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Back on the Horse

I had writers block during the month of March. I typically write about cybersecurity or about leadership, both passions of mine and areas I work in but I was not sure what to write about that would be useful, educational, and interesting.

The reason I’m writing about not writing is to talk a about goals and getting back on the horse when things don’t go as planned. One of my goals or intentions for Q1 this year was to write and publish 12 articles. I was on track up through the first week of March; however, I hit the wall and by the end of the quarter I had written nine instead of 12 articles. Missed the goal by three, which may not sound like much, but for someone who is not great at completing what they start, it was a big blow for me.

When I sit down and set goals I tend to start off with a bang, but over time, when the rubber meets the road things often fall apart or I lose steam before I ever cross the finish line.

Why am I telling you this dirty little secret of mine, why would someone who helps others reach goals tell you that they have difficulty in reaching their own goals? Because I want you to know that if this is an area of challenge for you, that you are not alone. Whether they are work goals, organizational goals, family goals, or personal goals it can be isolating and we feel alone in our “failures.” I put the word failure in quotes because we often say to ourselves that we have failed when we have missed the goal, but we only fail when we let missing the goal get the better of us, when we don’t get back on the horse.

If this sounds familiar let me tell you that you’re normal and you are not actually alone. For me I really think it’s about focus, which turns out to be my word for the year. I’m trying not to have as many squirrel moments and stay focused on the task at hand, trying to overcome the shiny object syndrome that I have.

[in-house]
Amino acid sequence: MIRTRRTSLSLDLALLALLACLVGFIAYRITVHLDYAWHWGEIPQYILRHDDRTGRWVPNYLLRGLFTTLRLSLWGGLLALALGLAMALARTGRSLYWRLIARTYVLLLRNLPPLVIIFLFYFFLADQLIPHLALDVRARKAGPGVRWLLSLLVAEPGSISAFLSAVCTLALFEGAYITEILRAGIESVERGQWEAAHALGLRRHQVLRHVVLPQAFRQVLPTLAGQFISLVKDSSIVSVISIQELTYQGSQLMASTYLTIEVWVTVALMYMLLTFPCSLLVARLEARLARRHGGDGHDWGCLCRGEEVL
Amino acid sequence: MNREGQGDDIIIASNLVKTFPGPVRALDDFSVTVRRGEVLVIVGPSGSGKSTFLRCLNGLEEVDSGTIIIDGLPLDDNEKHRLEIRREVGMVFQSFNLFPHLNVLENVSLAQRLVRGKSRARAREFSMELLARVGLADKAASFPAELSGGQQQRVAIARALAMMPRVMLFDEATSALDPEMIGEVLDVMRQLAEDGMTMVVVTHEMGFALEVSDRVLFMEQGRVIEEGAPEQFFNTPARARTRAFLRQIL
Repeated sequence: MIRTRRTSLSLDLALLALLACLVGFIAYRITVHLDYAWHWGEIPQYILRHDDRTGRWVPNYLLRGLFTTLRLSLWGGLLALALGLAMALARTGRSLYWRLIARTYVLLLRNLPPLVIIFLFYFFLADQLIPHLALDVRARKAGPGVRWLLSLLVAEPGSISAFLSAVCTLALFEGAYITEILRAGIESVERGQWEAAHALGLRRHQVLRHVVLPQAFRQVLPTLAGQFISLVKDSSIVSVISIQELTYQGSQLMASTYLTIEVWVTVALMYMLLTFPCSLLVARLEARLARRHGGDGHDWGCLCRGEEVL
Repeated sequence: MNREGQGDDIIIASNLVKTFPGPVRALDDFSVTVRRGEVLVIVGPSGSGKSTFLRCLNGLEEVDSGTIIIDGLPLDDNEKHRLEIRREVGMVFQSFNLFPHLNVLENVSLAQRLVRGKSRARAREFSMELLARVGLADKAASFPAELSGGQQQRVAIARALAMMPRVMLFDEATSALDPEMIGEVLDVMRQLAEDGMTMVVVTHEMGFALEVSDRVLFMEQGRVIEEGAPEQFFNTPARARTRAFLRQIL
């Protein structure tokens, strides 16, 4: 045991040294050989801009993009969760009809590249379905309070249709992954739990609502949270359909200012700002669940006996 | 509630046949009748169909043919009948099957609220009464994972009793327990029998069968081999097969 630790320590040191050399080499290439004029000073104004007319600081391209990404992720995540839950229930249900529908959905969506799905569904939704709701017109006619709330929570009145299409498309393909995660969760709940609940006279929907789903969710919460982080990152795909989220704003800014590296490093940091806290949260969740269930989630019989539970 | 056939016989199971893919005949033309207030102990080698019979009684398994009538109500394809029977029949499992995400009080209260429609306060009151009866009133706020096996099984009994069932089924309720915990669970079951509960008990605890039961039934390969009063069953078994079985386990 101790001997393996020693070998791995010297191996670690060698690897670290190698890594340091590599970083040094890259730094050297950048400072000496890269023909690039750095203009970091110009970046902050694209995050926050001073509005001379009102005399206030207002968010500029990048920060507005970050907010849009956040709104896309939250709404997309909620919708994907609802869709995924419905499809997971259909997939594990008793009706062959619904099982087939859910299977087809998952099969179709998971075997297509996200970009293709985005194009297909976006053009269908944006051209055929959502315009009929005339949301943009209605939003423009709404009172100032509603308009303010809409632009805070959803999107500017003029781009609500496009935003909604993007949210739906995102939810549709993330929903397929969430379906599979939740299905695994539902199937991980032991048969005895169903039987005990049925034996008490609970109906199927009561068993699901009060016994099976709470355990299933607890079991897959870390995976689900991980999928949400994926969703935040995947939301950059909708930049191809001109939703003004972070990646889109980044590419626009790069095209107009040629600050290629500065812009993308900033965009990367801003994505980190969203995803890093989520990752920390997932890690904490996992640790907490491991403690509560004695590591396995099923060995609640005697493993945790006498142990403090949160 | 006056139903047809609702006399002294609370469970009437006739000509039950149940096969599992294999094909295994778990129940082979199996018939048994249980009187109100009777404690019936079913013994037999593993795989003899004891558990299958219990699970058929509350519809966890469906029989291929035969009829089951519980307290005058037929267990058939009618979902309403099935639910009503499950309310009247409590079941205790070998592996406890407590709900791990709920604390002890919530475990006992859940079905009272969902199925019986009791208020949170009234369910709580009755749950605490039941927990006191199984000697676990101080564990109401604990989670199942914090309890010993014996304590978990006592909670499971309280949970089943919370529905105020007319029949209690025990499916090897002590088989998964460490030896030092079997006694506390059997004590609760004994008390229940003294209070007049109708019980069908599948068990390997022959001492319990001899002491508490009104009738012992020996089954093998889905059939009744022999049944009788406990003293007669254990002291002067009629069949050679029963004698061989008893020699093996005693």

That is why I was excited when my friend Susan Trivers recently invited me to her workshop about singular focus. She talks about 3x3x3. You pick one outcome to focus on for the next three weeks and then you set an appointment with yourself three times a week for three hours at one time to only focus on that outcome. Over three weeks that is 18 hours of dedicated focus. The thing I liked about it was that the outcome can be anything, even a question that needs to be answered. My first 3x3x3 is my podcast, C-Suite Success Radio and getting all my shows moved over to the C-Suite Radio platform. Check back in three weeks to see if I have accomplished this mini-goal.

When things don’t go as planned as they often don’t, a short-lived pity party may be in order, but that can’t last long if you are serious about accomplishing new things. To quote my favorite line from The Big Bang Theory “Buck Up Sissy Pants” and get back on the horse.

If you have goals you are trying to reach and need someone to give you a kick in the pants or help you work through the plan reach out to sharon@c-suiteresults.com.